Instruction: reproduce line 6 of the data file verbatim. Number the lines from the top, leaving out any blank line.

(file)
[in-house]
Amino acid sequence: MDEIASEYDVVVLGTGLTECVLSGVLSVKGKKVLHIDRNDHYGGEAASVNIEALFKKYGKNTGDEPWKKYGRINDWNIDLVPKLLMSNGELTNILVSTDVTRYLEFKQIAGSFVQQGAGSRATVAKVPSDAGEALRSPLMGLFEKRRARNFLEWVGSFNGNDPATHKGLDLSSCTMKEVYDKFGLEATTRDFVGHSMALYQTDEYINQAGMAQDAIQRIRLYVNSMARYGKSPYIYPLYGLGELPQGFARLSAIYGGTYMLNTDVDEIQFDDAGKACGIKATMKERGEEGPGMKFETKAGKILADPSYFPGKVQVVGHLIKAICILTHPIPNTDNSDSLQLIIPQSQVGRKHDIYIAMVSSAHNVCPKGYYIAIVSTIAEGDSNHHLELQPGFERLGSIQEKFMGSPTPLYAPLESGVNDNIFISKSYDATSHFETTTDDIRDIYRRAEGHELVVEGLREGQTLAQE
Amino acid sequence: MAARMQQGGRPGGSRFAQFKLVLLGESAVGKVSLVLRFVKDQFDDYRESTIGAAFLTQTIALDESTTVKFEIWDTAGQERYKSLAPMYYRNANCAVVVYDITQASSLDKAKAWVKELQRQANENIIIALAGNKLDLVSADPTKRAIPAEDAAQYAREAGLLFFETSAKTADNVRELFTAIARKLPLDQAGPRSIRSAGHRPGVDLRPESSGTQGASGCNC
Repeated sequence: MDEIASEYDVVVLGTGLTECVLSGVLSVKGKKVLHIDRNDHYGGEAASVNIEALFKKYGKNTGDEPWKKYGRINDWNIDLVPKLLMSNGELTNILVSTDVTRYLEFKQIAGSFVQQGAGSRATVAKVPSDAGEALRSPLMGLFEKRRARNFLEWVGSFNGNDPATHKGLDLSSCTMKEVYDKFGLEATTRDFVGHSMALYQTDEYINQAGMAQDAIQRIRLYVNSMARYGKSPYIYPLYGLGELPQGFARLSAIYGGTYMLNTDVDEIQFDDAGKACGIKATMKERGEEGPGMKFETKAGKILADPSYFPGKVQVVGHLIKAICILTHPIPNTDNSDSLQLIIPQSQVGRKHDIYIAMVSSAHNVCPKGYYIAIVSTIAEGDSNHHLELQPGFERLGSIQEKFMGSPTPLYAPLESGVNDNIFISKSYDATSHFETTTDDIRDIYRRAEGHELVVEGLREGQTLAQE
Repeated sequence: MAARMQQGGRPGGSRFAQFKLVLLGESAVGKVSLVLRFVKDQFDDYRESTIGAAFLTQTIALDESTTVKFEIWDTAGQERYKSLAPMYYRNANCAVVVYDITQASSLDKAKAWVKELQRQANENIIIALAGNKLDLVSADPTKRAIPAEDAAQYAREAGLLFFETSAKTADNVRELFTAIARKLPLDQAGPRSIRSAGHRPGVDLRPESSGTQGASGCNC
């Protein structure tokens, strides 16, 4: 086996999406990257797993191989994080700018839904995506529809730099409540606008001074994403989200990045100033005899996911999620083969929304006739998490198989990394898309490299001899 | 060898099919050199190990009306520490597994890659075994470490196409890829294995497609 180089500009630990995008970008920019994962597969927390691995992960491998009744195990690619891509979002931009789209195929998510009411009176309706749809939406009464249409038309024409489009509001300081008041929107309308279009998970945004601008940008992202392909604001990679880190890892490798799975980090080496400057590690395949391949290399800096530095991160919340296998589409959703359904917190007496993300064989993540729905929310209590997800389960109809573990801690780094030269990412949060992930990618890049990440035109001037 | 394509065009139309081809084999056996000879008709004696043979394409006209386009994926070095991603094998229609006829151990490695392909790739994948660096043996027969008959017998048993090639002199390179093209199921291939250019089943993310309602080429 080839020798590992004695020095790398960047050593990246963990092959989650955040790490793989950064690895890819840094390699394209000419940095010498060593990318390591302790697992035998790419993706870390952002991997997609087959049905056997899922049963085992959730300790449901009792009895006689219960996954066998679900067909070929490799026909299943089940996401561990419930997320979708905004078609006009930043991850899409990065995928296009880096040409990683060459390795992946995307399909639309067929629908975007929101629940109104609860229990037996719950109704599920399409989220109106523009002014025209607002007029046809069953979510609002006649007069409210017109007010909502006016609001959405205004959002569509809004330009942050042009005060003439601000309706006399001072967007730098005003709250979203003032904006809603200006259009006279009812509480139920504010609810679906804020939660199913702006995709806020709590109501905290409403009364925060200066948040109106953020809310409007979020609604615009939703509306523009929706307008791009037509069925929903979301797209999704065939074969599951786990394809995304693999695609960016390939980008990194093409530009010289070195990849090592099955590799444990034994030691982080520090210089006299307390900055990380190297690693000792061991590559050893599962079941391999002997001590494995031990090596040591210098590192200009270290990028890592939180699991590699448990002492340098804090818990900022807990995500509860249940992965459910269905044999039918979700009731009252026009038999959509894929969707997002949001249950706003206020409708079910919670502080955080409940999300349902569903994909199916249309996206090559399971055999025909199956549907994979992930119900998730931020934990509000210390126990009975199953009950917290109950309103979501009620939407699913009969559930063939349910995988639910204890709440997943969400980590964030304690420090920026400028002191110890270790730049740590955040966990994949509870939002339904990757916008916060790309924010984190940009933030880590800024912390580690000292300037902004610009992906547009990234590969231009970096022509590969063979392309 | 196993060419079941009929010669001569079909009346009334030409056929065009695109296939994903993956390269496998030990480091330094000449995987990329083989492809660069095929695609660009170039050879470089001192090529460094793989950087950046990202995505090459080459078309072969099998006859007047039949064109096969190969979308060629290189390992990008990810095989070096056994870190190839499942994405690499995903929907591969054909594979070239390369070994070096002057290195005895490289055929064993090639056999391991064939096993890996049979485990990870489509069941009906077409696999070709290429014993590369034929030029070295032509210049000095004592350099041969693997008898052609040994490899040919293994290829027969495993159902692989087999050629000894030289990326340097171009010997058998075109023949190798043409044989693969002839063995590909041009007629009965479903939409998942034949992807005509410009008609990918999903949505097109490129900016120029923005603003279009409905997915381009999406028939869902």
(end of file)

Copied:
């Protein structure tokens, strides 16, 4: 086996999406990257797993191989994080700018839904995506529809730099409540606008001074994403989200990045100033005899996911999620083969929304006739998490198989990394898309490299001899 | 060898099919050199190990009306520490597994890659075994470490196409890829294995497609 180089500009630990995008970008920019994962597969927390691995992960491998009744195990690619891509979002931009789209195929998510009411009176309706749809939406009464249409038309024409489009509001300081008041929107309308279009998970945004601008940008992202392909604001990679880190890892490798799975980090080496400057590690395949391949290399800096530095991160919340296998589409959703359904917190007496993300064989993540729905929310209590997800389960109809573990801690780094030269990412949060992930990618890049990440035109001037 | 394509065009139309081809084999056996000879008709004696043979394409006209386009994926070095991603094998229609006829151990490695392909790739994948660096043996027969008959017998048993090639002199390179093209199921291939250019089943993310309602080429 080839020798590992004695020095790398960047050593990246963990092959989650955040790490793989950064690895890819840094390699394209000419940095010498060593990318390591302790697992035998790419993706870390952002991997997609087959049905056997899922049963085992959730300790449901009792009895006689219960996954066998679900067909070929490799026909299943089940996401561990419930997320979708905004078609006009930043991850899409990065995928296009880096040409990683060459390795992946995307399909639309067929629908975007929101629940109104609860229990037996719950109704599920399409989220109106523009002014025209607002007029046809069953979510609002006649007069409210017109007010909502006016609001959405205004959002569509809004330009942050042009005060003439601000309706006399001072967007730098005003709250979203003032904006809603200006259009006279009812509480139920504010609810679906804020939660199913702006995709806020709590109501905290409403009364925060200066948040109106953020809310409007979020609604615009939703509306523009929706307008791009037509069925929903979301797209999704065939074969599951786990394809995304693999695609960016390939980008990194093409530009010289070195990849090592099955590799444990034994030691982080520090210089006299307390900055990380190297690693000792061991590559050893599962079941391999002997001590494995031990090596040591210098590192200009270290990028890592939180699991590699448990002492340098804090818990900022807990995500509860249940992965459910269905044999039918979700009731009252026009038999959509894929969707997002949001249950706003206020409708079910919670502080955080409940999300349902569903994909199916249309996206090559399971055999025909199956549907994979992930119900998730931020934990509000210390126990009975199953009950917290109950309103979501009620939407699913009969559930063939349910995988639910204890709440997943969400980590964030304690420090920026400028002191110890270790730049740590955040966990994949509870939002339904990757916008916060790309924010984190940009933030880590800024912390580690000292300037902004610009992906547009990234590969231009970096022509590969063979392309 | 196993060419079941009929010669001569079909009346009334030409056929065009695109296939994903993956390269496998030990480091330094000449995987990329083989492809660069095929695609660009170039050879470089001192090529460094793989950087950046990202995505090459080459078309072969099998006859007047039949064109096969190969979308060629290189390992990008990810095989070096056994870190190839499942994405690499995903929907591969054909594979070239390369070994070096002057290195005895490289055929064993090639056999391991064939096993890996049979485990990870489509069941009906077409696999070709290429014993590369034929030029070295032509210049000095004592350099041969693997008898052609040994490899040919293994290829027969495993159902692989087999050629000894030289990326340097171009010997058998075109023949190798043409044989693969002839063995590909041009007629009965479903939409998942034949992807005509410009008609990918999903949505097109490129900016120029923005603003279009409905997915381009999406028939869902």